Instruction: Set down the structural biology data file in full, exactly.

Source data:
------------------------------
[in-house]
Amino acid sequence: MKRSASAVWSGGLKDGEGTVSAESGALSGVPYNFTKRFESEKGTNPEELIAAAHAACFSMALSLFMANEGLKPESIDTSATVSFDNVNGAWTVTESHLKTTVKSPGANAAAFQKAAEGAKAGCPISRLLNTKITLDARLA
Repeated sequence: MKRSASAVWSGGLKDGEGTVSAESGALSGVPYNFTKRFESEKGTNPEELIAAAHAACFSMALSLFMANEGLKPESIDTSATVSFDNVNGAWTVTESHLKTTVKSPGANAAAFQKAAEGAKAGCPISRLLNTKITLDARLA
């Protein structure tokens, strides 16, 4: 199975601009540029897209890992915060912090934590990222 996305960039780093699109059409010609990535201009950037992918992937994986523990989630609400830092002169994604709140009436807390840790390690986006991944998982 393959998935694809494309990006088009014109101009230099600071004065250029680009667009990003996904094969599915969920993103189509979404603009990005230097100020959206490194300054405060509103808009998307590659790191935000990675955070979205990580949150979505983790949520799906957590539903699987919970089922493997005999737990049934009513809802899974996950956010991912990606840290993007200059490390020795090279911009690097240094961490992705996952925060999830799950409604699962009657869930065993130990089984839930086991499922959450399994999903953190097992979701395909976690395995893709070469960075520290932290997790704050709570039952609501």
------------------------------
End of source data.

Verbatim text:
[in-house]
Amino acid sequence: MKRSASAVWSGGLKDGEGTVSAESGALSGVPYNFTKRFESEKGTNPEELIAAAHAACFSMALSLFMANEGLKPESIDTSATVSFDNVNGAWTVTESHLKTTVKSPGANAAAFQKAAEGAKAGCPISRLLNTKITLDARLA
Repeated sequence: MKRSASAVWSGGLKDGEGTVSAESGALSGVPYNFTKRFESEKGTNPEELIAAAHAACFSMALSLFMANEGLKPESIDTSATVSFDNVNGAWTVTESHLKTTVKSPGANAAAFQKAAEGAKAGCPISRLLNTKITLDARLA
């Protein structure tokens, strides 16, 4: 199975601009540029897209890992915060912090934590990222 996305960039780093699109059409010609990535201009950037992918992937994986523990989630609400830092002169994604709140009436807390840790390690986006991944998982 393959998935694809494309990006088009014109101009230099600071004065250029680009667009990003996904094969599915969920993103189509979404603009990005230097100020959206490194300054405060509103808009998307590659790191935000990675955070979205990580949150979505983790949520799906957590539903699987919970089922493997005999737990049934009513809802899974996950956010991912990606840290993007200059490390020795090279911009690097240094961490992705996952925060999830799950409604699962009657869930065993130990089984839930086991499922959450399994999903953190097992979701395909976690395995893709070469960075520290932290997790704050709570039952609501």